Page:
Within this approach, the South China Sea – and the Natunas in particular – far from being a new concern has arguably been a central feature in Indonesia’s defense thinking since the 1990s. To take just one example, as early as 1996, Indonesia held what was then the largest ever tri-service military exercise based on a scenario in the Natunas. The Natunas have been included as one of the main flashpoints to watch since the 2000s as the Indonesian military (TNI) works towards achieving a Minimum Essential Force by 2024. And as I have pointed out elsewhere, even before Jokowi came to power, while Indonesia’s overall South China Sea approach did not change, China’s assertiveness did prompt Indonesian military officials to be more outspoken about the issue and led to several announced shifts in capabilities, including the upgrading of airbase facilities in the Natuna Islands.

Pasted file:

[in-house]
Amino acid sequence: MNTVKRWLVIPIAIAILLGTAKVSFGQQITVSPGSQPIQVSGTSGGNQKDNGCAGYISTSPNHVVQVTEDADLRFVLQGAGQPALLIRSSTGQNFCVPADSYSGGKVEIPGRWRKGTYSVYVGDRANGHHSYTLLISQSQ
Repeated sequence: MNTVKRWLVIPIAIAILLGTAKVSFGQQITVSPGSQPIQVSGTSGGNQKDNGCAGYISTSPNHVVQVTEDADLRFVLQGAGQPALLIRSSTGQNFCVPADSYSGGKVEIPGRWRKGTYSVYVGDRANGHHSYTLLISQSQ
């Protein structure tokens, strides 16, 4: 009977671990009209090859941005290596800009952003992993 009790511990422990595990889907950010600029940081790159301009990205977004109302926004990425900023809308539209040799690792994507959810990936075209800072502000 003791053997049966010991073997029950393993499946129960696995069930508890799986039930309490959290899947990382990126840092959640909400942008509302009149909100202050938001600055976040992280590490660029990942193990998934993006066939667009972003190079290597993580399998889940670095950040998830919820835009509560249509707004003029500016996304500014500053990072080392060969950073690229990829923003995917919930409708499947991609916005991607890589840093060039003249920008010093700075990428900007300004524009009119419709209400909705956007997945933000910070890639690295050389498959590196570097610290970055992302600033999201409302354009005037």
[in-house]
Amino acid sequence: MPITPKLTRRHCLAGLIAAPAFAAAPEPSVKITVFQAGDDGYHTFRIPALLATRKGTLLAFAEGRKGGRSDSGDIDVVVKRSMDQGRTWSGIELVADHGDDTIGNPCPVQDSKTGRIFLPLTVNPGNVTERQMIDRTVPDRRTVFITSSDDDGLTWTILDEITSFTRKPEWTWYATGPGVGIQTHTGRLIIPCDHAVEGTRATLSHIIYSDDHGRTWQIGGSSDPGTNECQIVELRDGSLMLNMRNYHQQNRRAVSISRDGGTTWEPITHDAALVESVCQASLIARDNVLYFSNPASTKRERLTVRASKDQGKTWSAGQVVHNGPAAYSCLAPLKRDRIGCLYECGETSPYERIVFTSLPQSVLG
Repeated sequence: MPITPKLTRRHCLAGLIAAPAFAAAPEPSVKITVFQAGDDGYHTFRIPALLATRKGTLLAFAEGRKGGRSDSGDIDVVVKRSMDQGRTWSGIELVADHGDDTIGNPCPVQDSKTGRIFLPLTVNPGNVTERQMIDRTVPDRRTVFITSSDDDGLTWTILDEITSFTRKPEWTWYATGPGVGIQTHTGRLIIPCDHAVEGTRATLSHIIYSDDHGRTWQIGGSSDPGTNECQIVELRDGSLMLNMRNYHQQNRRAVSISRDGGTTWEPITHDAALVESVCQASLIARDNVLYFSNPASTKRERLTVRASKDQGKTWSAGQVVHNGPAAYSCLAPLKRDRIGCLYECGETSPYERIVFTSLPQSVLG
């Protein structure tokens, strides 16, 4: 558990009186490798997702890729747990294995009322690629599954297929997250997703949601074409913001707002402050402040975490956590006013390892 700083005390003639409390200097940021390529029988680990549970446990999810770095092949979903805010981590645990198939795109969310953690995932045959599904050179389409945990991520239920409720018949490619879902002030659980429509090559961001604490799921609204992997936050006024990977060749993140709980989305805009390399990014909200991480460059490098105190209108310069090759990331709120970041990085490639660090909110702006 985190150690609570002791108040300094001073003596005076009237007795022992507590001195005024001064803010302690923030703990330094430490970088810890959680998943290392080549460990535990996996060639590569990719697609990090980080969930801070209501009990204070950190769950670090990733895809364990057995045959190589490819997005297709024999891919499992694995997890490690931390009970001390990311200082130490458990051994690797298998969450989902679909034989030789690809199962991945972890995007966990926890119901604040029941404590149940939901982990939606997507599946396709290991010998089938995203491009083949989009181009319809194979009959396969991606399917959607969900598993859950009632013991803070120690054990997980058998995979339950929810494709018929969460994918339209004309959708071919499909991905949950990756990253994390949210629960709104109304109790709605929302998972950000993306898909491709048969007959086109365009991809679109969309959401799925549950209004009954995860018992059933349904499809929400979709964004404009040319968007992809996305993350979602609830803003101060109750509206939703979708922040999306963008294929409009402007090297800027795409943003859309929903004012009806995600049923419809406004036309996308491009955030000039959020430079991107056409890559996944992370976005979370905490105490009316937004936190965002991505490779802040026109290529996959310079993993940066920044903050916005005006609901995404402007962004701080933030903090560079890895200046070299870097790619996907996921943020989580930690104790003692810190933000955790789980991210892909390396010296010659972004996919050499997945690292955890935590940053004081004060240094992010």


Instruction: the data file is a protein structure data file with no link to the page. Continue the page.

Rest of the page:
Of course, Indonesia under Jokowi has continued to strengthen its capabilities to protect its interests in the South China Sea and has not shied away from signaling where it stands on sovereignty questions (See: “Why Did Indonesia Just Sink a Vessel From China?”). Existing military plans have also continued to incorporate the Natunas as a flashpoint. But the point to stress here is that seemingly new developments like a potential base may actually be more accurately portrayed as a continuation of previous efforts.
Finally, lest we get too carried away, it is worth emphasizing that this plan is still very much in the works. As the Bappenas chief Andrinof Chaniago noted in the media reports, as of now he has proposed the establishment of a joint research team to carry out the plan. The team would have to then convey its findings to Jokowi, who will then make his decision, after which the plan would be realized sometime in the near future. Many specifics – including where exactly the base will be located – are still unclear. Even more reason, then, to be a bit more cautious before we start announcing new bases or ascribing this to some sort of hardening of Indonesia’s South China Sea posture.